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Collegium meetings should be recorded, Supreme Court judge tells Chief Justice of India

Supreme Court judge J Chelameswar has clarified that the recommendations being made by the other four judges, including the CJI, should come to him “by circulation”.

supreme court, sc collegium, supreme court judge collegium, njac, njac act, judge appointment, sc judges, supreme court njac, india news Supreme Court judge asked the CJI T S Thakur to record minutes of meetings held to discuss appointment and transfer of judges. (Source: File Photo)

A letter by a senior Supreme Court judge, who is also a member of the collegium, has left Chief Justice of India T S Thakur perplexed. Justice J Chelameswar has sought that the Supreme Court collegium — that comprises the five most senior judges — record minutes of the confidential meetings held to discuss appointments and transfers of judges.

Justice Chelameswar, incidentally, was the lone judge who had favoured doing away with the collegium system when a five-judge Constitution Bench, in October 2015, struck down an amendment to validate the National Judicial Appointments Commission (NJAC) Act.

Justice Chelameswar, as first reported by The New Indian Express, has written to the CJI, apprising the latter of his decision not to attend future meetings of the collegium. He has not, however, recused from the collegium. Justice Chelameswar has clarified that the recommendations being made by the other four judges, including the CJI, should come to him “by circulation”. This effectively means that the other four judges should put their recommendations in writing and then send it to Justice Chelameswar for his views.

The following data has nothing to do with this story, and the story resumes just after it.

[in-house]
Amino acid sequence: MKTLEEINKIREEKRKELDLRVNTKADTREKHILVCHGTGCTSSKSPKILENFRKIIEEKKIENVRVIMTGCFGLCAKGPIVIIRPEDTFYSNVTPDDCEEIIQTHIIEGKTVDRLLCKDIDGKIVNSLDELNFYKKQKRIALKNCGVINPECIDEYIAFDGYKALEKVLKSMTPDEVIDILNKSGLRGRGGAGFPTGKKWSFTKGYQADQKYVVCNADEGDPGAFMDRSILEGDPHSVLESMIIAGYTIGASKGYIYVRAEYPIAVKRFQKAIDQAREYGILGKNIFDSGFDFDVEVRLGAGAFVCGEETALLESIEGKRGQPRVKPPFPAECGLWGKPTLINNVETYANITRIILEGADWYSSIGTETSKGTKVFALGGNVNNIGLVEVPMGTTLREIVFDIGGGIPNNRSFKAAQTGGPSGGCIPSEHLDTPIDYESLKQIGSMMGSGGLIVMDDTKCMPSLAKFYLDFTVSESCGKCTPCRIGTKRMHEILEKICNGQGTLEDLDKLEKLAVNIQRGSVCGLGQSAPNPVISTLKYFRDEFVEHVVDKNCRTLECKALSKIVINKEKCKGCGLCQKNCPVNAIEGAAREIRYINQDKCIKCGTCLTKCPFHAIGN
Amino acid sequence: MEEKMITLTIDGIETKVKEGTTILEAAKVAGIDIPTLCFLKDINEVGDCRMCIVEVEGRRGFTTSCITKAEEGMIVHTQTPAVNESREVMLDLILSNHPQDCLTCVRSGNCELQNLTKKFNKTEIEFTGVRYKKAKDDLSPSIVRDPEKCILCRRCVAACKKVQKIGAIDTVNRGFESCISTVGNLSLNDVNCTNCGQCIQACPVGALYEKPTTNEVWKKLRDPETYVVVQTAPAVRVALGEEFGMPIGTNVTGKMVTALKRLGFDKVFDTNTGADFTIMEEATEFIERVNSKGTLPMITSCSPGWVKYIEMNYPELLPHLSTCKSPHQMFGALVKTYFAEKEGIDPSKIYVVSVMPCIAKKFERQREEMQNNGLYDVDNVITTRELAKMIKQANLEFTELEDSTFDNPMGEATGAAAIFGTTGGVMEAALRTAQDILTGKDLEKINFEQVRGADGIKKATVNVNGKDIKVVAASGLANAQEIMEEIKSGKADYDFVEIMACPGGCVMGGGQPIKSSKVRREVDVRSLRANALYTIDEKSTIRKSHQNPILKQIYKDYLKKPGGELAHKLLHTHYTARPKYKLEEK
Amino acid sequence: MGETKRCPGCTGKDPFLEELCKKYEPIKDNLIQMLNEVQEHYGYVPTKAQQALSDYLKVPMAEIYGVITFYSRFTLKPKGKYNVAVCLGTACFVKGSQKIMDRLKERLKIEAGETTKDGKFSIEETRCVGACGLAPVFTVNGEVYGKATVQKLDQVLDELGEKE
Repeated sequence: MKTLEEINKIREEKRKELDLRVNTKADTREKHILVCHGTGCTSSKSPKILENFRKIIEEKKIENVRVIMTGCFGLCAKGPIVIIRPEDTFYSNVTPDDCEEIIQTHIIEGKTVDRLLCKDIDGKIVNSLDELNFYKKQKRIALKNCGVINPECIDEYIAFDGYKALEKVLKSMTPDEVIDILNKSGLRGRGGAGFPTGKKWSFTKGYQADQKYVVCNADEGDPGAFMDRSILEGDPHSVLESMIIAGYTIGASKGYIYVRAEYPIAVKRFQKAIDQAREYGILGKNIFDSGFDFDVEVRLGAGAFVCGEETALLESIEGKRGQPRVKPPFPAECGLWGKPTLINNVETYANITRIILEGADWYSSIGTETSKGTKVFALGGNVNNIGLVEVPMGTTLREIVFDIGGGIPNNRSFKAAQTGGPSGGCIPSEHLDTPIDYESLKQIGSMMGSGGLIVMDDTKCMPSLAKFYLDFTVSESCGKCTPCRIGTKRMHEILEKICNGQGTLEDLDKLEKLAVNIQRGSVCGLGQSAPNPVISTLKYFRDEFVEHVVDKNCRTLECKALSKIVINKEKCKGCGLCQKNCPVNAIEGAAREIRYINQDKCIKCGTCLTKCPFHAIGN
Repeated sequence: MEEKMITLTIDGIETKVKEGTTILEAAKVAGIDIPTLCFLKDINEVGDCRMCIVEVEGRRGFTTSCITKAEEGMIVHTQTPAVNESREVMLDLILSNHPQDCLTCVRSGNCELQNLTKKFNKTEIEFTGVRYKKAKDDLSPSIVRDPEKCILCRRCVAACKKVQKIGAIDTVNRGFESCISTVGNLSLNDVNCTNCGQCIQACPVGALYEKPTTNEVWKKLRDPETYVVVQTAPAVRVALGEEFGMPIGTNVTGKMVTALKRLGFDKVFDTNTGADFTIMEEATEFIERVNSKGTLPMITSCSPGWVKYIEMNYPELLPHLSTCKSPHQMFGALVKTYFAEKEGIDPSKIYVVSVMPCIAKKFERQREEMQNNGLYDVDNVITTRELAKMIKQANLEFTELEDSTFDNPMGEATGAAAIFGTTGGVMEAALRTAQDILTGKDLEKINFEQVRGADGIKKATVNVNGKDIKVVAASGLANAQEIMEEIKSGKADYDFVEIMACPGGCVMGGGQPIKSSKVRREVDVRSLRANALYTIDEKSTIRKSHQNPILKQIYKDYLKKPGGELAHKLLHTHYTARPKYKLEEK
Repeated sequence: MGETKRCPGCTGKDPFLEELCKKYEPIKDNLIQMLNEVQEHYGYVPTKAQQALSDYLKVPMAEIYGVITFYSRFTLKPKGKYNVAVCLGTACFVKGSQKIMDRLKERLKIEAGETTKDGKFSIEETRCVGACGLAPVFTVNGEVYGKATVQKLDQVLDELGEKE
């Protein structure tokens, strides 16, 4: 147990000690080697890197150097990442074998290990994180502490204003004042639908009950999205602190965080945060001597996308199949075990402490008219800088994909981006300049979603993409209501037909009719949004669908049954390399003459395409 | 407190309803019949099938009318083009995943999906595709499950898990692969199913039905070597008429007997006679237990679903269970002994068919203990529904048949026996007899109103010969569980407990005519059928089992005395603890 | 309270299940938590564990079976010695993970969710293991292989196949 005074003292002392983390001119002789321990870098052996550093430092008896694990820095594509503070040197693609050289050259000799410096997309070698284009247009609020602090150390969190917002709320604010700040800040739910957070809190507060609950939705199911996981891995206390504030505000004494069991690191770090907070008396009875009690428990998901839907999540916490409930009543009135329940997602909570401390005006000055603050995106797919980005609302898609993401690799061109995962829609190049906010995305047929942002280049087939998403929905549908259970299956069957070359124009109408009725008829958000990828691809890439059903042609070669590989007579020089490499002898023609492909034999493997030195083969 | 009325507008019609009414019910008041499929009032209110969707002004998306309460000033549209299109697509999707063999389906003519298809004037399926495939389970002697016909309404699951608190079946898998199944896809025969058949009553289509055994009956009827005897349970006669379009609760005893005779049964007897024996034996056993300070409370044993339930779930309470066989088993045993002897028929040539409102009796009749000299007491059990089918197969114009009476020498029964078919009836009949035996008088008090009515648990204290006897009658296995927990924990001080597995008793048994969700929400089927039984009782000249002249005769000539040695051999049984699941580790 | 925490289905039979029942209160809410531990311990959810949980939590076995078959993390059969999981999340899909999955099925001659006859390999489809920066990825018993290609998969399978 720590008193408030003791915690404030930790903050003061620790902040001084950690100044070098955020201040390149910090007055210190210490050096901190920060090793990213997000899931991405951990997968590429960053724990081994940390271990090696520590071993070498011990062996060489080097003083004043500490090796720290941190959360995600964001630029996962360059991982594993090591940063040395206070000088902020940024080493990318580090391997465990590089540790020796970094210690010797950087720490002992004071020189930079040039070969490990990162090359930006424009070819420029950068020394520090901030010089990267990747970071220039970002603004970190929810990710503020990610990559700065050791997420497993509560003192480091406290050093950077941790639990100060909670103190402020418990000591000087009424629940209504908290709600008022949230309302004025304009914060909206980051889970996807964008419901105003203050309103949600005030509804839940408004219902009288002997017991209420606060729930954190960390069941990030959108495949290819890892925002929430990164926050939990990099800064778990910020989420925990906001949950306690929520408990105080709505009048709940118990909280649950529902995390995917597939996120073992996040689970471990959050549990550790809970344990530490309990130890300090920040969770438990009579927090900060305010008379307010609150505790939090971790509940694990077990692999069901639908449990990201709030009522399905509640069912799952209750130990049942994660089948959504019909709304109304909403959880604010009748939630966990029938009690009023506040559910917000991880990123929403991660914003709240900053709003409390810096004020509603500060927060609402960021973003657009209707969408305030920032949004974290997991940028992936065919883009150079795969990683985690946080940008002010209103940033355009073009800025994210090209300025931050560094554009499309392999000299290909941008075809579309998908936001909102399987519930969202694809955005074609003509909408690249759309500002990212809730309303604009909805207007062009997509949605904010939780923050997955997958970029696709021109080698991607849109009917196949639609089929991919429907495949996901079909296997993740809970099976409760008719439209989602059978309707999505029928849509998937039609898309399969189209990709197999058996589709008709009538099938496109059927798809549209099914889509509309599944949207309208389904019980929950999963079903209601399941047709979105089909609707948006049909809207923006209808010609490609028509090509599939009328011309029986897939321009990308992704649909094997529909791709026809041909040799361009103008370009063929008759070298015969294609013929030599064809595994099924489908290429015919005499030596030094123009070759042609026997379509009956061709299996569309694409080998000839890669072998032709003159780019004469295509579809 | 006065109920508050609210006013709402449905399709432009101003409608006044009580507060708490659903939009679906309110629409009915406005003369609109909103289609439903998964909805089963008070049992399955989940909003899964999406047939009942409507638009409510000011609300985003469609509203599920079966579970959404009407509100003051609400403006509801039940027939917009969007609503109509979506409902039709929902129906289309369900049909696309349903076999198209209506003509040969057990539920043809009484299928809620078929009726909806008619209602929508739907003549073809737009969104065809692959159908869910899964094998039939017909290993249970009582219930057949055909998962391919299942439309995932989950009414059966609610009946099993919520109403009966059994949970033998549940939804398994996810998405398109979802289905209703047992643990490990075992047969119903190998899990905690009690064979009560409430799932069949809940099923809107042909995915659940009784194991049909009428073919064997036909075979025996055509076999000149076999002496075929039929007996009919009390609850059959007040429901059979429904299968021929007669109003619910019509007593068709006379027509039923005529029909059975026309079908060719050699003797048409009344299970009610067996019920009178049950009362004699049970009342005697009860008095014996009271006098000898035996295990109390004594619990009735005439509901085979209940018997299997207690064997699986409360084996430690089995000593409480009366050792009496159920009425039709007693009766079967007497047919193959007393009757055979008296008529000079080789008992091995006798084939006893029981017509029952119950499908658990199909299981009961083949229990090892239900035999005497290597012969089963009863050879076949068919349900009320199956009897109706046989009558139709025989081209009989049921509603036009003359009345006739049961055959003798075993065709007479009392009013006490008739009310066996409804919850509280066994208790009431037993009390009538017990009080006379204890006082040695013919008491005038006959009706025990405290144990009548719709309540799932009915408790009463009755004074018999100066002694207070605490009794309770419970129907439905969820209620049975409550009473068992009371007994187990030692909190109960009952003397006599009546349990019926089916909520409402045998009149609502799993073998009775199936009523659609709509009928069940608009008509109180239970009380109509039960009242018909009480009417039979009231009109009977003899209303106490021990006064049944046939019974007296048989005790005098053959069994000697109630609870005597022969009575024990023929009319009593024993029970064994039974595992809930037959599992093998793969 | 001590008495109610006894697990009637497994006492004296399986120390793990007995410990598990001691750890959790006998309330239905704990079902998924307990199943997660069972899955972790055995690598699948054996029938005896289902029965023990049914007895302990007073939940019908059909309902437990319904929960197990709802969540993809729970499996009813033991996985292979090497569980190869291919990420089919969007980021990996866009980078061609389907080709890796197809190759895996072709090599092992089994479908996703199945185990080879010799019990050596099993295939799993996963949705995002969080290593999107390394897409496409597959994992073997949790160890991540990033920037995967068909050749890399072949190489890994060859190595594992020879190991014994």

If the CJI and the other three judges accept it, this would result in formally recording the minutes of the collegium. The judge’s communication, it is learnt, has questioned ambiguities and lack of transparency in the decision-making process of appointment and transfer of judges.

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Justice Chelameswar’s letter resulted in the collegium meeting, scheduled for Wednesday to discuss the revised Memorandum of Procedure (MoP), being called off. It is learnt that the other judges of the collegium are set to deliberate on the future course of action.

Last year, when a Constitution Bench gave a 4-1 verdict striking down the NJAC, differed with the other judges, underlining that the judiciary’s power over appointments was “not the only means for the establishment of an independent and efficient judiciary”. He had called the proceedings of the collegium “absolutely opaque and inaccessible both to public and history, barring occasional leaks”. Justice Chelameswar will retire in June 2018.

His disagreement with the over 20-year-old procedure of picking up judges has come at a time when the government is at loggerheads with the CJI and the collegium over finalising the MoP. Notably, one of the chief issues of discord between the two pertains to the government’s demand that the collegium must record minutes of its meetings and underline dissent by any judge while making recommendations. This clause has been rejected by the collegium.


Sources close to Justice Chelameswar said the judge has decided, for now, not to make public the contents of the three-page letter written to the CJI. “In the interest of the institution and to maintain institutional correctitude, the judge is not going to make the content public at this stage. However, if the situation so demands, he may consider doing so in future,” sources said.

First published on: 03-09-2016 at 04:16:11 am
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